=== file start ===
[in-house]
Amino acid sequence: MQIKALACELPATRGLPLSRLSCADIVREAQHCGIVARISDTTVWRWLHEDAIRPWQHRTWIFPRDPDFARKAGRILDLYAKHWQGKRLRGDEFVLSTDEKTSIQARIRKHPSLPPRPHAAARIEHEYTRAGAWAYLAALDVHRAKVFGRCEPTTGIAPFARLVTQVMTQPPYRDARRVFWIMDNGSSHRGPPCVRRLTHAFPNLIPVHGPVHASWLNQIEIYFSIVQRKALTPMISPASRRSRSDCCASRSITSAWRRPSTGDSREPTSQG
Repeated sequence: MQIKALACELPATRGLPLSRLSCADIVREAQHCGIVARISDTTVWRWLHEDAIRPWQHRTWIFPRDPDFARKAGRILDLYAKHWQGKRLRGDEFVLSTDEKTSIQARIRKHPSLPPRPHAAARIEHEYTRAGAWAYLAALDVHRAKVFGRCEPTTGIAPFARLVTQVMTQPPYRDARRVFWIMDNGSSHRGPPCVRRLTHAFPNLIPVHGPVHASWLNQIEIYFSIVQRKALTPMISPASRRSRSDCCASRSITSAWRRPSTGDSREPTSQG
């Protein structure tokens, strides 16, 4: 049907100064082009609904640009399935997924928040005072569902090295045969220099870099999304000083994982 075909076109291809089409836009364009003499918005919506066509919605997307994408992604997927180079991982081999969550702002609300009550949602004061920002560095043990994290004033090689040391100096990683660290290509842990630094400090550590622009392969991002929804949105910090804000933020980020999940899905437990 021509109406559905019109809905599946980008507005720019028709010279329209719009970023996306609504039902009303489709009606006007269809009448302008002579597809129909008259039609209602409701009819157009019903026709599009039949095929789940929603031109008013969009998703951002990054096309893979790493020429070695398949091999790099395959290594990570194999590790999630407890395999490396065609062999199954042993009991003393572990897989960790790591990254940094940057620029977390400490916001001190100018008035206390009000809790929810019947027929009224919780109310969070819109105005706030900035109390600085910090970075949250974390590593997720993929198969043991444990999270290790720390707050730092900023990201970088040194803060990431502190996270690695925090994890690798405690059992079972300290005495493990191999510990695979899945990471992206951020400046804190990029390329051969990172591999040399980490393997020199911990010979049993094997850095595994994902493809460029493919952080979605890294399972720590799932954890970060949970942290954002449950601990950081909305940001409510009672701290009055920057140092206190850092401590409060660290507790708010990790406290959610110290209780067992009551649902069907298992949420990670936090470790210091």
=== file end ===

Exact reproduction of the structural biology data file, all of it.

[in-house]
Amino acid sequence: MQIKALACELPATRGLPLSRLSCADIVREAQHCGIVARISDTTVWRWLHEDAIRPWQHRTWIFPRDPDFARKAGRILDLYAKHWQGKRLRGDEFVLSTDEKTSIQARIRKHPSLPPRPHAAARIEHEYTRAGAWAYLAALDVHRAKVFGRCEPTTGIAPFARLVTQVMTQPPYRDARRVFWIMDNGSSHRGPPCVRRLTHAFPNLIPVHGPVHASWLNQIEIYFSIVQRKALTPMISPASRRSRSDCCASRSITSAWRRPSTGDSREPTSQG
Repeated sequence: MQIKALACELPATRGLPLSRLSCADIVREAQHCGIVARISDTTVWRWLHEDAIRPWQHRTWIFPRDPDFARKAGRILDLYAKHWQGKRLRGDEFVLSTDEKTSIQARIRKHPSLPPRPHAAARIEHEYTRAGAWAYLAALDVHRAKVFGRCEPTTGIAPFARLVTQVMTQPPYRDARRVFWIMDNGSSHRGPPCVRRLTHAFPNLIPVHGPVHASWLNQIEIYFSIVQRKALTPMISPASRRSRSDCCASRSITSAWRRPSTGDSREPTSQG
């Protein structure tokens, strides 16, 4: 049907100064082009609904640009399935997924928040005072569902090295045969220099870099999304000083994982 075909076109291809089409836009364009003499918005919506066509919605997307994408992604997927180079991982081999969550702002609300009550949602004061920002560095043990994290004033090689040391100096990683660290290509842990630094400090550590622009392969991002929804949105910090804000933020980020999940899905437990 021509109406559905019109809905599946980008507005720019028709010279329209719009970023996306609504039902009303489709009606006007269809009448302008002579597809129909008259039609209602409701009819157009019903026709599009039949095929789940929603031109008013969009998703951002990054096309893979790493020429070695398949091999790099395959290594990570194999590790999630407890395999490396065609062999199954042993009991003393572990897989960790790591990254940094940057620029977390400490916001001190100018008035206390009000809790929810019947027929009224919780109310969070819109105005706030900035109390600085910090970075949250974390590593997720993929198969043991444990999270290790720390707050730092900023990201970088040194803060990431502190996270690695925090994890690798405690059992079972300290005495493990191999510990695979899945990471992206951020400046804190990029390329051969990172591999040399980490393997020199911990010979049993094997850095595994994902493809460029493919952080979605890294399972720590799932954890970060949970942290954002449950601990950081909305940001409510009672701290009055920057140092206190850092401590409060660290507790708010990790406290959610110290209780067992009551649902069907298992949420990670936090470790210091």